Ogle currently owns the Fade Salon in Kokomo.
“We actually own two bars and a salon,” Ogle said. “I’m soon to be starting my own clothing store with hand-knit clothing.”
With all of these fashion and beauty aspects of her career, people naturally wonder why she was on the Brawn tribe instead of Beauty.
“I have people come into the salon all the time and ask that,” Ogle said. “I think that everybody has different elements and that Jeff (Probst, host) said it perfectly when he said ‘Just because they’re on a tribe does not mean that it’s all they are.’ I am a little bit of a tomboy, but I think that everybody has so much inside of them, and that’s what makes the game interesting.”
Strategy is an important part of the game. Contestants must divide their energy between the physical challenges and the social game.
“My strategy changed once I got there,” Ogle said. “I originally thought I would just fly under the radar, and then I thought, ‘you know what? I’m going to have some fun.’ I felt like when I had watched previous seasons, people weren’t having fun. Everyone looked miserable, and there are times when you’re like that. But I think there’s also a lighter side to it, which you can kind of see. I know that CBS posts a lot of their extra videos that you can look at, and I really like those videos on their website, because you can kind of see more of a backstory, and it’s not just, 45 minutes of footage, you get to see a little bit of the understory too.
While Ogle may have seen episodes before her own, she wouldn’t describe herself as a die-hard fan before she went on.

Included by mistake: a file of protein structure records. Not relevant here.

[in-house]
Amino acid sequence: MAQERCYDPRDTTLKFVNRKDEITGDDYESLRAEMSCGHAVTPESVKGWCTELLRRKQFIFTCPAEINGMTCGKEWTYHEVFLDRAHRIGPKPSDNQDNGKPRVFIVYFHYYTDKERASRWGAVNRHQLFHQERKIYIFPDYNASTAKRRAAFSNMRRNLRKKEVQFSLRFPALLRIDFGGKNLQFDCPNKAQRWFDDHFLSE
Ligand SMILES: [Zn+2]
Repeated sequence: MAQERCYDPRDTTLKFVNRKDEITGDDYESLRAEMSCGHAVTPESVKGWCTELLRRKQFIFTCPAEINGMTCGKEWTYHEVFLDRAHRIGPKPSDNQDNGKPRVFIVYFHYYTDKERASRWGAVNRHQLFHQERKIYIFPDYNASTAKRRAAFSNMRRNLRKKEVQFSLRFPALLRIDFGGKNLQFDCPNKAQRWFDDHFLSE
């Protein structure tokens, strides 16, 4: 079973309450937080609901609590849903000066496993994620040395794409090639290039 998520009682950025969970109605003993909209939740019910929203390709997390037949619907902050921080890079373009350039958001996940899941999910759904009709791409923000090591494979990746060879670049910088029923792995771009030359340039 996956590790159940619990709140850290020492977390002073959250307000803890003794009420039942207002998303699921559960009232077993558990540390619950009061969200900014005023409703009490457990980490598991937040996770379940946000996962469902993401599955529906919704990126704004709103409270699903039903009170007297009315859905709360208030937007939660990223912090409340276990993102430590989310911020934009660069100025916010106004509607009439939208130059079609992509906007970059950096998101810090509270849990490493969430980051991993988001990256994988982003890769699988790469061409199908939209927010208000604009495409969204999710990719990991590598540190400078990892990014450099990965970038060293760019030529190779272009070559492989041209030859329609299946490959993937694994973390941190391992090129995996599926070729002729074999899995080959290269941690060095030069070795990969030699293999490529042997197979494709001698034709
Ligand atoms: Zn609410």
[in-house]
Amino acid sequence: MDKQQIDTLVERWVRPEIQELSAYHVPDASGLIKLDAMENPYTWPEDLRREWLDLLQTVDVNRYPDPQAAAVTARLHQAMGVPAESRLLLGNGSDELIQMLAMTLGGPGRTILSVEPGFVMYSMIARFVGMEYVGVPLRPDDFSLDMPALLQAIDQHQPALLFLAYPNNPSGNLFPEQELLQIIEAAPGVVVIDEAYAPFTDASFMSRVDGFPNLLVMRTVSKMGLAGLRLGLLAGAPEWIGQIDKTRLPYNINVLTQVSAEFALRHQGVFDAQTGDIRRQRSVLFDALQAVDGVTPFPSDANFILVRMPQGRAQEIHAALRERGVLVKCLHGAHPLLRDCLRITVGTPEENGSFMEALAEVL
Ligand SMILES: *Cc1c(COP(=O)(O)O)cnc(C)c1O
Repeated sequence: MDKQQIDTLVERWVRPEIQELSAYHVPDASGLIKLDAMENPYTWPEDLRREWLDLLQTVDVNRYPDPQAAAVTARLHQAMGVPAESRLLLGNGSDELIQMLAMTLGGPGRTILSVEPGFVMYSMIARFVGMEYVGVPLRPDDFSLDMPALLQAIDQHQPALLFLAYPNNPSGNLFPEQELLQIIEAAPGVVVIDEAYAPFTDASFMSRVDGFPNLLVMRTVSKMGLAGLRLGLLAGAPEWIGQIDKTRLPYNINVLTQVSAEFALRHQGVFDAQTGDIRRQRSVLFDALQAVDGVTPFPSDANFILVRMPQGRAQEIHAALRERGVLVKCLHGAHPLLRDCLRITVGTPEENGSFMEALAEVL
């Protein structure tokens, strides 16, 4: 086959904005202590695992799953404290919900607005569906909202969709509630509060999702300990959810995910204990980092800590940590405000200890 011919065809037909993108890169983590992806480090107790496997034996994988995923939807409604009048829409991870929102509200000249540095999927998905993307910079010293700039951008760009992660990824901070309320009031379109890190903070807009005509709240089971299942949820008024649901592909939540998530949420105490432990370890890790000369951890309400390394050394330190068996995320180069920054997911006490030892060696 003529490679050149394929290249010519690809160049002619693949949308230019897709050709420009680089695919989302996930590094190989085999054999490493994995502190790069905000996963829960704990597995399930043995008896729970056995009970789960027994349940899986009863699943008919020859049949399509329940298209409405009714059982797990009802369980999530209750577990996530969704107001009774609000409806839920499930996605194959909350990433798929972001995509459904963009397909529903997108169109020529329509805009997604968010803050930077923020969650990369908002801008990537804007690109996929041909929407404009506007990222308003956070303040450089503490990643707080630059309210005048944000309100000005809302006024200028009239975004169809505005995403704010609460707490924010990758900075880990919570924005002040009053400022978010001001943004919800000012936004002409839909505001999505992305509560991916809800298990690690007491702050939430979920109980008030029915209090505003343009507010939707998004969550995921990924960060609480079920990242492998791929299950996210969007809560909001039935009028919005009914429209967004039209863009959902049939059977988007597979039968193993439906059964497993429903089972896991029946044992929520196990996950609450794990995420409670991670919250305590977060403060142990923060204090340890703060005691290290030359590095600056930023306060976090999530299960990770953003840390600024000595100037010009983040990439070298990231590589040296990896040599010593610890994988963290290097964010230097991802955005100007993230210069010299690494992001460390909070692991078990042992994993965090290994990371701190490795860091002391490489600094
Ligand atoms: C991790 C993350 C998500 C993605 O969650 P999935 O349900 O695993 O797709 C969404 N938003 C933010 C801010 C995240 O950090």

“I’m a new fan,” Ogle said. “I really wasn’t a big fan of any television show, just because I never really watched it. Now I get addicted to it. When Survivor’s on I tell everybody to be quiet. When my season came up, I obviously got super excited. I think I’m the biggest fan for season 28, for sure.”
Even though Wabash isn’t exactly a tropical environment, Ogle says her experience here also prepared her for the show.
“I think that growing up in Wabash, there’s a lot of outdoor activities. I think that by growing up in Indiana helped. I love sports, and basketball is a big thing, and we did sports and things like that. I think that being an active and proactive person in your community helps. Wabash is a very supportive community.
“I think it did prepare me for Survivor because you have to be a people-person, and in the more rural communities everybody knows everybody and of course everybody is going to know your business and that’s kind of how Survivor is too.”
Ogle is known on the show for her long black and orange dreadlocks and tattoos.
“I think there was some prejudgment probably by a lot of my cast members, and I think that when I get kind of talking and being the goofball that I am and make jokes and make people laugh or annoying people, I think they go ‘Oh, she’s got tattoos and dreadlocks and this going on,’ but then I just became a goofball. I think that their prejudgments weren’t very accurate.”